Workload Automation as a Pathway to Bimodal IT

Tue, May 15, 2018 @ 12:05 PM

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Gartner IT Operations, Strategies & Solutions Summit this week focuses on a spectrum of topics related to Bimodal IT. One, however, will be of particular interest to IT leaders: how to deploy, integrate, and simultaneously operate both aspects of the Bimodal IT system.

Bimodal IT, as many in the industry are aware, is Gartner’s prescription for IT success. The market research firm recommends two separate, yet complementary disciplines for meeting the needs of today’s IT — Mode 1, concerned with optimizing tasks that are predictable and well-understood, is typically focused on operations; Mode 2, more aligned with development, is an exploratory style of work emphasizing speed and agility to solve new problems. Pursued as a joint strategy, these two modes accommodate the growing array of challenges that can stifle IT performance.

The advantages of Bimodal IT have inspired tens of thousands of enterprises to make it their fundamental IT strategy. Moving to a new organizational paradigm, however, is never easy — even when it’s as productive as Bimodal IT.
Workload Automation is ideal as means to embrace both halves of Gartner’s dual-focus method. Mode 1, which deals with reliability, safety, and approval-based governance, benefits from tried-and-true procedures and scripts. Workload Automation does this by offering developers proven, prebuilt integrations for commonly-scripted actions and functions. It also provides a change management system for error-free synchronization and management of objects; this allows teams to dependably move projects through testing, Q&A, and production, reducing risk throughout the development process.

Yet it’s in Mode 2 where the power of Workload Automation really shines. By reducing the need for custom scripting, Workload Automation allows DevOps teams working in a continuous development environment to move quickly and innovatively. The drag-and-drop interface allows engineers to design and assemble workflows quickly; the business logic is built-in, ensuring consistent execution from one iteration to the next.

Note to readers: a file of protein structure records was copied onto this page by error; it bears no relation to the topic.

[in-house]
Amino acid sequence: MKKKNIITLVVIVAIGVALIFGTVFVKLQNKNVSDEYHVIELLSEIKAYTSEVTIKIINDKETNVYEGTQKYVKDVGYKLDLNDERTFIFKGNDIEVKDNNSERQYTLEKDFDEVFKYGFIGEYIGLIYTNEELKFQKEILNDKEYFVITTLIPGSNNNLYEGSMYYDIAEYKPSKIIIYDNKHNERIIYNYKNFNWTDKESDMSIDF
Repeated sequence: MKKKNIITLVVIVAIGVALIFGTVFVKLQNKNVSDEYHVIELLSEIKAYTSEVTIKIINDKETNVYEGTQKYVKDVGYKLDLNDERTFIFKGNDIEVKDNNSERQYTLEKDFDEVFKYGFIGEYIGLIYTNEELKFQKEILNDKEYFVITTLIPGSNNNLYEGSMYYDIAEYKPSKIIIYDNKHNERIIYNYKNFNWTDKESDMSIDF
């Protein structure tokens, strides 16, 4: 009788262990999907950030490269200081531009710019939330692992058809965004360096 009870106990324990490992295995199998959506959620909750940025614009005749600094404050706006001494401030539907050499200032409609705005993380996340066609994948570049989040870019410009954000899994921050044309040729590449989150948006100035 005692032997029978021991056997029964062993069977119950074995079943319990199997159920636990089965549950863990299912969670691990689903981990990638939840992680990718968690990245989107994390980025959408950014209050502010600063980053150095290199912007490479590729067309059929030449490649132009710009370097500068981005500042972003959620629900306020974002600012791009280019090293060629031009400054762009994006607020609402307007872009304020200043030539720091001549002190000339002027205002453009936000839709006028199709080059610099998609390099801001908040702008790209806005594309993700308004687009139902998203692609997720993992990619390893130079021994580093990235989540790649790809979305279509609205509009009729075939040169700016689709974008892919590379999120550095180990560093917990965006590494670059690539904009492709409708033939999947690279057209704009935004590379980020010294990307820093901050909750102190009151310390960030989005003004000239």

Other aspects are of immense value in both Mode 1 and Mode 2. The event-driven nature of Workload Automation means workflows can be initiated by any of more than a dozen prescribed triggers including email and file events, database modifications, Web Services, completion of previous jobs, even Tweets.

Using the various development views provided, developers can often build end-to-end workflows in half the time required for custom coding. Some views illustrate critical path; others show shapes and runtimes for workflows. Simulation Mode, in particular, speeds the design and testing process by simulating the execution of a workflow so logic issues can be identified and resolved without waiting for long-running payloads to complete.

The best Workload Automation solutions are truly cross-platform in nature, drawing on in-house and cloud resources seamlessly (and only as needed). This allows developers working in either Mode 1 or Mode 2 to spin up resources dynamically; it also provides a single point for overseeing and tracking the wide-ranging applications, operating systems, and physical/virtual assets involved.

One of the most pressing concerns as enterprises embrace Bimodal IT is how to extend limited IT staff. It’s simply not possible to pull talent away from longstanding, mission-critical tasks, any more than it is to abandon the business imperatives that drive continuous development. Because Workload Automation is so effective at increasing speed and agility without introducing added risk, DevOps teams can do more in less time. Working from one interface, staffers can design, build, control, and oversee a broader array of projects. Moreover, one tool for both Mode 1 and Mode 2 means less training time and more flexibility — developers can move more easily between projects as work needs change.

With the adoption of Bimodal IT accelerating, managers are looking for ways to automate tasks, extend the value of available talent, and shorten development curves. They need to minimize manual intervention (and by extension, the chances of human error). Finally, especially in large, production-oriented environments, they have to be able to scale and adapt resources quickly. For many, workload automation is the answer. In fact, it’s becoming the essential change management tool for Bimodal IT in organizations precisely because it has the power to satisfy so many formidable challenges.

Get this free eBook for a detailed look at how to leverage Workload Automation in Bimodal environments, including a “Next Steps Checklist”:

Best Practices for Workload Automation in the Bimodal Era 
Best Practices for Workload Automation in the Bimodal Era

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